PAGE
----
Manor Marussia F1 Team’s racing comeback did not go entirely to plan during practice for the Australian Grand Prix as neither Will Stevens nor Roberto Merhi managed to complete a single lap on Friday.
Marussia appeared to be dead and buried after its financial collapse in the wake of the Russian Grand Prix in October 2014, with assets sold and redundancies made.
However, a remarkable turn of events and an injection of fresh investment as allowed the team to rise again and return to F1 in 2015 as Manor Marussia F1 Team.
Manor has arrived in Melbourne still trying to find its feet, and reportedly has just one front wing at the track between its two cars.
On Friday, the team was unable to complete a single lap in the three hours of practice running, simply stating: “Given the complexities involved in returning to the racetrack, they were unable to run in either of today’s free practice sessions.”
Team principal John Booth explained how these problems were to be expected given that the car has not been tested, but underlined the team’s commitment to try and get out on track as soon as possible.
“We have had to overcome numerous hurdles to get to the Australian Grand Prix, but the challenge did not end with our arrival here in Melbourne,” Booth said. “This is effectively our first day of testing, and as we all know that is a less than straightforward experience for any team.
“The systems required to operate these cars are incredibly complex and this is the first time we have been able to begin the process of getting all the various elements of our operation and car package talking to each other. Only when that happens can you start to troubleshoot the various issues that every team encounters when you look to field a car for the first time.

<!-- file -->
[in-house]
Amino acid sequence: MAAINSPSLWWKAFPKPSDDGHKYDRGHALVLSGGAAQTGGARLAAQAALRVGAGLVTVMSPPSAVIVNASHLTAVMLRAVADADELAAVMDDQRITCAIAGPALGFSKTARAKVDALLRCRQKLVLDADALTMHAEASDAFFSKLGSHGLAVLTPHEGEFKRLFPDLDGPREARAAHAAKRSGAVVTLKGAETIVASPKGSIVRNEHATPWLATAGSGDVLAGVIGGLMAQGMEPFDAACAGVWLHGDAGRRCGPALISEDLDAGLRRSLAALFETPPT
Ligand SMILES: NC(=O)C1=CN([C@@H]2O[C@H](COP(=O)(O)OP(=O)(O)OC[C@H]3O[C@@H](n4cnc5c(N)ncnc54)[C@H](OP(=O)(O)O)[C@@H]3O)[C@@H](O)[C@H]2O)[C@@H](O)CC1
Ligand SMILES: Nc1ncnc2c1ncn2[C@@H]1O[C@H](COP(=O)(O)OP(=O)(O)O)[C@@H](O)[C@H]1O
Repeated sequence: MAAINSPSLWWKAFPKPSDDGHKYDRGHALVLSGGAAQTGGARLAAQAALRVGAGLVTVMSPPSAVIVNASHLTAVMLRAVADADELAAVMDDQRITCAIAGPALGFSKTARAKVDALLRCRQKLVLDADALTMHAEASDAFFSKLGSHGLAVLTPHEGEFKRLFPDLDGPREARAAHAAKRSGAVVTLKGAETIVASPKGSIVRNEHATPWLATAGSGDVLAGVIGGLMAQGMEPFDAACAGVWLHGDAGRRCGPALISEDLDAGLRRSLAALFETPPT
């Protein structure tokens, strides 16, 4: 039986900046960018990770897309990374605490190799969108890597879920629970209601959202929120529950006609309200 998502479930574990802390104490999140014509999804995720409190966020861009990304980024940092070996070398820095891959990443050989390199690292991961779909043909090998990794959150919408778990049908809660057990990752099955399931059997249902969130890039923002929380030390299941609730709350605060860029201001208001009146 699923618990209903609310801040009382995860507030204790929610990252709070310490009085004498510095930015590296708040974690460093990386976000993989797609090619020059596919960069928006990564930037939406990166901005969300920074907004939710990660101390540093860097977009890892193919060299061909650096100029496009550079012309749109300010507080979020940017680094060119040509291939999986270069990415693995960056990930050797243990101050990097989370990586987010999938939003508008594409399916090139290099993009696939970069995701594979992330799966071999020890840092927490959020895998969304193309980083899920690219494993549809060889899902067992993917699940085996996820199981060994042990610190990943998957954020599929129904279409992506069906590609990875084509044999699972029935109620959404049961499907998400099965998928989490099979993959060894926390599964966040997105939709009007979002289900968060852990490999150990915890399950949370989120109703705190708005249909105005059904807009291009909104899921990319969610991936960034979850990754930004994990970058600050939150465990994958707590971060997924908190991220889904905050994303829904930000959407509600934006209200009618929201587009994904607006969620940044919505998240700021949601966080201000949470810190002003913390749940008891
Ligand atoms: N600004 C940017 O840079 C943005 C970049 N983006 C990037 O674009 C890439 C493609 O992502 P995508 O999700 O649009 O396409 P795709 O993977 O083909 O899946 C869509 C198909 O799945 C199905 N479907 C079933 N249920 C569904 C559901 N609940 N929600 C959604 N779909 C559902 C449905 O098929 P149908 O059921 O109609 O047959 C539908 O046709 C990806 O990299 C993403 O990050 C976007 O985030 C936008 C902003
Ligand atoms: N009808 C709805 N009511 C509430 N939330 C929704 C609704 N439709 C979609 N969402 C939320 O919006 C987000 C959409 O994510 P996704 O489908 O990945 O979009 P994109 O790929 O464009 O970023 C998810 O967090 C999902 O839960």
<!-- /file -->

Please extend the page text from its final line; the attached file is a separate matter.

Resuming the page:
“We are steadily working through that checklist and while it is disappointing that we haven’t been able to get the cars out in today’s free practice sessions, we are racers and will do our utmost to compete for all our fans and the people supporting us.”
Sporting director Graeme Lowdon (pictured) remained coy when asked whether the team would be able to get out on track this weekend, saying that the team is tackling each of its problems one by one.
“We literally have to deal with the problems one at a time and I think as we steadily get through them we’ll be able to put a little bit more accuracy on any kind of prediction,” Lowdon said. “At the moment it’s quite difficult to predict as you have binary problems – things are either going to work or they’re not going to work.
“But what I’m confident about is that we are not seeing anything that’s unusual, just things that have to be dealt with in a very short space of time and also once these problems are solved we wouldn’t expect to see them again.”
By simply turning up in Melbourne and passing scrutineering, Manor has ensured that it will receive its share of the 2014 prize money, making the trip worthwhile. However, it will be pushing to reward its fans and complete its comeback at some point this weekend by getting the car out on track tomorrow during practice or qualifying.